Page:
Wilhelm und Katharina, Guillaume et Catherine…

Hope you are all enjoying your extra Bank Holiday.

Here are a couple of linguistic curiosities I noticed while idly trawling foreign news sites about the royal nuptials:

On lemonde.fr I encountered the following description of the wedding:

Moderne parce que les Royals étaient très décontractés. La tape du prince William sur l’épaule de son grand-père l’atteste. A la limite, le court baiser au lieu du French kiss témoigne de la pudeur très anglaise de ces épousailles.

[Modern because the Royals were very relaxed. The slap of Prince William on the shoulder of his grandfather attests to this. And the short kiss instead of a French kiss witnesses to the very English modesty of this wedding.]

Is there no French term for ‘French kiss’? And surely ‘les Royals’ should be ‘les Royaux’?

I then turned to bild.de, a German tabloid, where I found a video report of the day’s events. The commentator talked breathlessly about ‘Prince Herry’, the ‘Erzbischof von Kenterbury’, ‘Kefferine Middleton’, ‘Westminster Ebbey’, ‘Backinghem Pelace’ and ‘Queen Elizabeff’. The conversion of the dental fricative into a dentolabial one is understandable enough, I suppose, though it is strange that the Irish change the manner of articulation but keep the place (the fricative becomes a plosive th>t), whereas Germans and Cockneys change place of articulation but keep the manner (one type of fricative becomes another type of fricative th>f).

But why, oh why, do they have to change the vowels so egregiously?

Dear German-speaking world, please henceforth pronounce ‘Abbey’ exactly like you say your own word ‘Abi’ (the German equivalent of A-level) and you’ll be just fine (it may not be exactly right but it’ll be a darn sight better than ‘ebbey’). There is no need to change the vowel! Where did you get this strange rule (convert English short a into German umlaut a) from? I have been told it is because of American English, cf. the infamous ‘Harry Baals’, but the Germans don’t have enough of the American drawl to pull it off, so they just sound South African. (Actually I think many German accents sound closer to the English RP in their clipped, ‘refined’ sound than American, French or Scottish accents: perhaps this is because of the historical kinship between the Anglo-Saxons and the Germans and their languages).

The poor commentator on bild.de was obviously trying so hard to sound English though, carefully cultivating her w’s to the extent that they even appeared where they are not wanted (apparently there is a famous English footballer called ‘Dawid Beckham’).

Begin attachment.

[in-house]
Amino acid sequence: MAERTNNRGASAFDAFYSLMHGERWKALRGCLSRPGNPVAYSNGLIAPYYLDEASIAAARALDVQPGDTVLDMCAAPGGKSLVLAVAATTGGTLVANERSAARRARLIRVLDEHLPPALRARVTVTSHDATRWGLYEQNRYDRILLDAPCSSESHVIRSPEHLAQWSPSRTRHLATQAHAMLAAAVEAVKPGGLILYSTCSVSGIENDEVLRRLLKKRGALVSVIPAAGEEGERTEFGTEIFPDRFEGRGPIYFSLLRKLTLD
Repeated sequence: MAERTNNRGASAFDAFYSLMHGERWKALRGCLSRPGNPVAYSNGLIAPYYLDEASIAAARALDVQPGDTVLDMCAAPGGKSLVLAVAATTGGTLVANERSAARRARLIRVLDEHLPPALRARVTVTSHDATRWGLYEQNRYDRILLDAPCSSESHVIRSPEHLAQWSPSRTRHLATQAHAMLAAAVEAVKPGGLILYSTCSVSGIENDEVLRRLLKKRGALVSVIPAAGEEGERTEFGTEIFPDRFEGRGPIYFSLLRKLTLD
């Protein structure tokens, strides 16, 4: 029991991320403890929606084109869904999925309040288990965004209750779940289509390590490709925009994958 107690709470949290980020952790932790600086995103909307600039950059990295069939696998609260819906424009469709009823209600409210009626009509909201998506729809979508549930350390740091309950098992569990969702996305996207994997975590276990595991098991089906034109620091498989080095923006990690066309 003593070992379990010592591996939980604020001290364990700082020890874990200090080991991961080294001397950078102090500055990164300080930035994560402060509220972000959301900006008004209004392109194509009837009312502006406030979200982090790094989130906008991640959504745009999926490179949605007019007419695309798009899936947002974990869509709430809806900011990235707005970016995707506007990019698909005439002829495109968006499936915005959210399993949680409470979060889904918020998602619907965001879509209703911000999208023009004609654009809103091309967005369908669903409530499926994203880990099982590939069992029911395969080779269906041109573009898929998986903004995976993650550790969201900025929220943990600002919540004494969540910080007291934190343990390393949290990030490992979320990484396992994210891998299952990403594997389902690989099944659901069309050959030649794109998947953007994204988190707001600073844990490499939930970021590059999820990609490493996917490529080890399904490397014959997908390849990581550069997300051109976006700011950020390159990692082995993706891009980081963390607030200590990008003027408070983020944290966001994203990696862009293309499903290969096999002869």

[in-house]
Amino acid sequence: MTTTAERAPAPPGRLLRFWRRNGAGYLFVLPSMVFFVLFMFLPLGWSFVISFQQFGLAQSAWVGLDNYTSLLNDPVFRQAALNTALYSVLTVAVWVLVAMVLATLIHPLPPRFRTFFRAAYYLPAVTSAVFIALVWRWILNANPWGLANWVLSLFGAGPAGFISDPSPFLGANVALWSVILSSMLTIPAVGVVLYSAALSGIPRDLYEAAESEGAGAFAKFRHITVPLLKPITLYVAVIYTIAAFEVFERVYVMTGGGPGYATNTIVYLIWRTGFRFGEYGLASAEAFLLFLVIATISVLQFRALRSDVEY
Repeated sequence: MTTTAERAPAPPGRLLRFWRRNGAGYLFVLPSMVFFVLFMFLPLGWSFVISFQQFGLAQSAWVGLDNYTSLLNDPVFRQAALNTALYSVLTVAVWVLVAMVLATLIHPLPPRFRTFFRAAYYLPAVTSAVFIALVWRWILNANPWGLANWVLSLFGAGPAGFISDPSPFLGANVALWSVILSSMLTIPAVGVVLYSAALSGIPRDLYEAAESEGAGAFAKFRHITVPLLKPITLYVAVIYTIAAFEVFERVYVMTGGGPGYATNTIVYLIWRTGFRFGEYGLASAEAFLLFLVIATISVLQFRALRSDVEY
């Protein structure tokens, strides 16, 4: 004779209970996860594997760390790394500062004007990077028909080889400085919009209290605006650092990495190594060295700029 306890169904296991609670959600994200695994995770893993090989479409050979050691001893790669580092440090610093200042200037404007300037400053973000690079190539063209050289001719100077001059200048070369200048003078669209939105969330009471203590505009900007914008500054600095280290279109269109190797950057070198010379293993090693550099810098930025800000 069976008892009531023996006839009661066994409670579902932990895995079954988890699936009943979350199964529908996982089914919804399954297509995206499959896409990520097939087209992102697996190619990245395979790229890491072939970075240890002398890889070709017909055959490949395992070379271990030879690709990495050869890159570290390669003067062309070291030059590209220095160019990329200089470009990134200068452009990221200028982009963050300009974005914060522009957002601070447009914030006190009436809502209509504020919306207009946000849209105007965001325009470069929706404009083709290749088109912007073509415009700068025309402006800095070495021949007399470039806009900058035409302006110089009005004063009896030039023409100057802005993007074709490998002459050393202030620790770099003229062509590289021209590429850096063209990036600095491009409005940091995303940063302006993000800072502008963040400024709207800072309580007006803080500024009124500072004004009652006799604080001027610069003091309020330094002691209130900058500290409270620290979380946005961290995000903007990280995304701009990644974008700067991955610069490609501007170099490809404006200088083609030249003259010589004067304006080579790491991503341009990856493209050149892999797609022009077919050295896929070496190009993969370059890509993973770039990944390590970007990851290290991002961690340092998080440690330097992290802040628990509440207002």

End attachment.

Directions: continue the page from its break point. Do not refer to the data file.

Why, though, do speakers of other languages feel such a need to bend over backwards to conform themselves to English? Why was it ‘die Queen’ who arrived at Vestminster Ebbey and not ‘die Koenigin’? And why is it ‘Prince William’ and not ‘Prinz Wilhelm’ or ‘Prince Guillaume’? After all, in English we talk of ‘Frederick the Great’, not ‘Friedrich der Grosse’.

The only language I know that defiantly translates foreign names as far as possible is Scottish Gaelic. So ‘Prince William agus Catherine Middleton’ would be ‘am Prionnsa Uilleam agus Catriona Middleton’. On the BBC Gaelic news service, we here regularly about ‘Daibhidh Camshron’ (David Cameron – Camshron is actually a Gaelic surname and means ‘crooked nose’) and his sidekick ‘Seoras Osborne’ (George Osborne). The Queen is ‘Banrigh Ealasaid’ and Prince Charles is ‘am Prionnsa Tearlach’. The notorious mutation rules are applied ruthlessly too, so ‘the BBC’ is ‘am BBC’ but ‘on the BBC’ (in the dative case) is ‘air a BhBC’ (pronounced ‘VBC’).

The lesson of all this? Stand up to English, but if you insist on using it, speak it properly! (A bit prescriptivist I know, but it is a Bank Holiday…)

Last comment: on the theme of German and big events, isn’t it strange that the Germans call Eurovision the ‘Grand Prix’? Lena in an F1 car, now that would be interesting… Talking of which, why in Germany’s entry this year does she sing ‘stranger things are starting to begin’? What does this even mean? Is it an oxymoron, or a tautology??? Rebecca Black makes more sense…

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